“So how’d you do the coin production?” asked Shadow. He swayed back and twisted, took a blow on his shoulder intended for his face.
“To tell the truth,” grunted Sweeney, “I told you how I did it when first we spoke. But there’s none so blind—ow! Good one!—as those who will not listen.”
Shadow jabbed at Sweeney, forcing him back into a table; empty glasses and ashtrays crashed to the floor. Shadow could have finished him off then. The man was defenseless, in no position to be able to do anything, sprawled back as he was.
Shadow glanced at Wednesday, who nodded. Shadow looked down at Mad Sweeney. “Are we done?” he asked. Mad Sweeney hesitated, then nodded. Shadow let go of him, and took several steps backward. Sweeney, panting, pushed himself back up to a standing position.
“Not on yer ass!” he shouted. “It ain’t over till I say it is!” Then he grinned, and threw himself forward, swinging at Shadow. He stepped onto a fallen ice-cube, and his grin turned to open-mouthed dismay as his feet went out from under him, and he fell backward. The back of his head hit the barroom floor with a definite thud.
Shadow put his knee into Mad Sweeney’s chest. “For the second time, are we done fighting?” he asked.
“We may as well be, at that,” said Sweeney, raising his head from the floor, “for the joy’s gone out of me now, like the pee from a small boy in a swimming pool on a hot day.” And he spat the blood from his mouth and closed his eyes and began to snore, in deep and magnificent snores.
Somebody clapped Shadow on the back. Wednesday put a bottle of beer into his hand.
It tasted better than mead.
Shadow woke up stretched out in the back of a sedan car. The morning sun was dazzling, and his head hurt. He sat up awkwardly, rubbing his eyes.
Wednesday was driving. He was humming tunelessly as he drove. He had a paper cup of coffee in the cup holder. They were heading along what looked like an interstate highway, with the cruise control set to an even sixty-five. The passenger seat was empty.
“How are you feeling, this fine morning?” asked Wednesday, without turning around.
“What happened to my car?” asked Shadow. “It was a rental.”
“Mad Sweeney took it back for you. It was part of the deal the two of you cut last night.”
“After the fight.”
“Fight?” He put one hand up and rubbed his cheek, and then he
winced. Yes, there had been a fight. He remembered a tall man with a ginger beard, and the cheering and whooping of an appreciative audience. “Who won?”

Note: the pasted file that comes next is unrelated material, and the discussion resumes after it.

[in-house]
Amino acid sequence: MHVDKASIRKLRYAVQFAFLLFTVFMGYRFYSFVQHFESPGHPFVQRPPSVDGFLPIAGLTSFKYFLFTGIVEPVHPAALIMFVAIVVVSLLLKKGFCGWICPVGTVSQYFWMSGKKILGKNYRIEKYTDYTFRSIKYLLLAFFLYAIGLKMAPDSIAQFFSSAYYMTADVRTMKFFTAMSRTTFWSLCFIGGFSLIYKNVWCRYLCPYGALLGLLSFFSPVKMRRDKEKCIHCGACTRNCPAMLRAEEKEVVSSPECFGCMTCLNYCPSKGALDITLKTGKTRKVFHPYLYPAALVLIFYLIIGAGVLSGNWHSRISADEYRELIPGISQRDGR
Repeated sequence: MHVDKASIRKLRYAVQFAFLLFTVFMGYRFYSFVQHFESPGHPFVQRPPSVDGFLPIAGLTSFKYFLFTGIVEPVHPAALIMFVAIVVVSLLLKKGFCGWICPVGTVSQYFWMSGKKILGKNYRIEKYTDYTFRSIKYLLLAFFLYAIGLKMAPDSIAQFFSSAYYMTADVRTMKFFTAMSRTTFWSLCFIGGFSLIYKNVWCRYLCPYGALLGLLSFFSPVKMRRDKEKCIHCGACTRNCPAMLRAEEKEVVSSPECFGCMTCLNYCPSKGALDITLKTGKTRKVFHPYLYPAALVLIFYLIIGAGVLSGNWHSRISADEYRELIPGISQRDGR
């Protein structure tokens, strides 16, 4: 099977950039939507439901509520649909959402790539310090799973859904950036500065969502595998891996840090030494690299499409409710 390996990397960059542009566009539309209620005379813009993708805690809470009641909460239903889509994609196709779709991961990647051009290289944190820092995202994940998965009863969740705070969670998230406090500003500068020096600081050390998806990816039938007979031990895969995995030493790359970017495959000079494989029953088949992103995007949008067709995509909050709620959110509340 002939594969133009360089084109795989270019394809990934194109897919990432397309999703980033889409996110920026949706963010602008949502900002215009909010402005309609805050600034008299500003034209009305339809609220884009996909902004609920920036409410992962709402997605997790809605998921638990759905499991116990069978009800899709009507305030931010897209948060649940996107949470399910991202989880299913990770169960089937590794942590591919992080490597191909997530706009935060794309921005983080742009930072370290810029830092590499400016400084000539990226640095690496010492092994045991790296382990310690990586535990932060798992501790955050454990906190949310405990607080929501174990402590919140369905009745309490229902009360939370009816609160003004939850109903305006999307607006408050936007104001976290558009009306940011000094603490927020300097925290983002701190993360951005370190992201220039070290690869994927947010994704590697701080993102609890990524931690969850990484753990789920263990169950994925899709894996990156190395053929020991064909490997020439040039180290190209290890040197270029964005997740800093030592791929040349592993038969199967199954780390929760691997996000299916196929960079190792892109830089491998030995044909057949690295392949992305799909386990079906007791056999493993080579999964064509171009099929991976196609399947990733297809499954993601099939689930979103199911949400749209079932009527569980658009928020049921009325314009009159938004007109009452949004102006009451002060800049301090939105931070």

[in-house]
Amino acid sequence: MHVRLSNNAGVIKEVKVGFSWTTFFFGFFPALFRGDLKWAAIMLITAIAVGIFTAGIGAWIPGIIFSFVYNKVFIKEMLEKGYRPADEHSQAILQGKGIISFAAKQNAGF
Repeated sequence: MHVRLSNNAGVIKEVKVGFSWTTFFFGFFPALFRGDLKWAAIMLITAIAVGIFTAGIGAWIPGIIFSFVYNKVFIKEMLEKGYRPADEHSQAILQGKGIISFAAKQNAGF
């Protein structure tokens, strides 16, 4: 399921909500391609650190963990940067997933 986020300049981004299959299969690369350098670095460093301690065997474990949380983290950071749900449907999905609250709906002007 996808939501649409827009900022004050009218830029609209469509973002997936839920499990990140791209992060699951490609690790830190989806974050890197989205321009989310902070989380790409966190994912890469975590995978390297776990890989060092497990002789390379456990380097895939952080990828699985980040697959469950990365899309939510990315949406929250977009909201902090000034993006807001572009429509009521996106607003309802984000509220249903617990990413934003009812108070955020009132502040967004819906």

“You don’t remember, eh?” Wednesday chuckled.
“Not so you’d notice,” said Shadow. Conversations from the night before began to jostle in his head uncomfortably. “You got any more of that coffee?”
The big man reached beneath the passenger seat and passed back an unopened bottle of water. “Here. You’ll be dehydrated. This will help more than coffee, for the moment. We’ll stop at the next gas station and get you some breakfast. You’ll need to clean yourself up, too. You look like something the goat dragged in.”
“Cat dragged in,” said Shadow.
“Goat,” said Wednesday. “Huge rank stinking goat with big teeth.”
Shadow unscrewed the top of the water and drank. Something clinked heavily in his jacket pocket. He put his hand into the pocket and pulled out a coin the size of a half-dollar. It was heavy, and a deep yellow in color. It was also slightly sticky. Shadow palmed it in his right hand, classic palm, then produced it from between his third and fourth fingers. He front-palmed it, holding it between his first and his little finger, so it was invisible from behind, then slipped his two middle fingers under it, pivoting it smoothly into a back-palm. Finally he dropped the coin back into his left hand, and he placed it into his pocket.
“What the hell was I drinking last night?” asked Shadow. The events of the night were crowding around him now, without shape, without sense, but he knew they were there.
Mr. Wednesday spotted an exit sign promising a gas station, and he gunned the engine. “You don’t remember?”
“You were drinking mead,” said Wednesday. He grinned a huge grin.
Shadow leaned back in the seat, and sucked down water from the bottle, and let the night before wash over him. Most of it, he remembered. Some of it, he didn’t.
In the gas station Shadow bought a Clean-U-Up Kit, which contained a razor, a packet of shaving cream, a comb, and a disposable toothbrush packed with a tiny tube of toothpaste. Then he walked into the men’s restroom and looked at himself in the mirror.